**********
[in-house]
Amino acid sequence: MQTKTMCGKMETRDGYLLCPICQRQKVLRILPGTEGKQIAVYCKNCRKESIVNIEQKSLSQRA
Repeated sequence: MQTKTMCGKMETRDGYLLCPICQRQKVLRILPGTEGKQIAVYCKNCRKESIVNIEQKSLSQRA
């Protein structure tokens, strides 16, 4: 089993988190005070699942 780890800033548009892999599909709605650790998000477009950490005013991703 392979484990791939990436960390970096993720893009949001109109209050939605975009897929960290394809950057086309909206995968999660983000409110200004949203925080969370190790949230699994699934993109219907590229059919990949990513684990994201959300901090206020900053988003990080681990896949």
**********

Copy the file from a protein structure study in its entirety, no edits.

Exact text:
[in-house]
Amino acid sequence: MQTKTMCGKMETRDGYLLCPICQRQKVLRILPGTEGKQIAVYCKNCRKESIVNIEQKSLSQRA
Repeated sequence: MQTKTMCGKMETRDGYLLCPICQRQKVLRILPGTEGKQIAVYCKNCRKESIVNIEQKSLSQRA
């Protein structure tokens, strides 16, 4: 089993988190005070699942 780890800033548009892999599909709605650790998000477009950490005013991703 392979484990791939990436960390970096993720893009949001109109209050939605975009897929960290394809950057086309909206995968999660983000409110200004949203925080969370190790949230699994699934993109219907590229059919990949990513684990994201959300901090206020900053988003990080681990896949």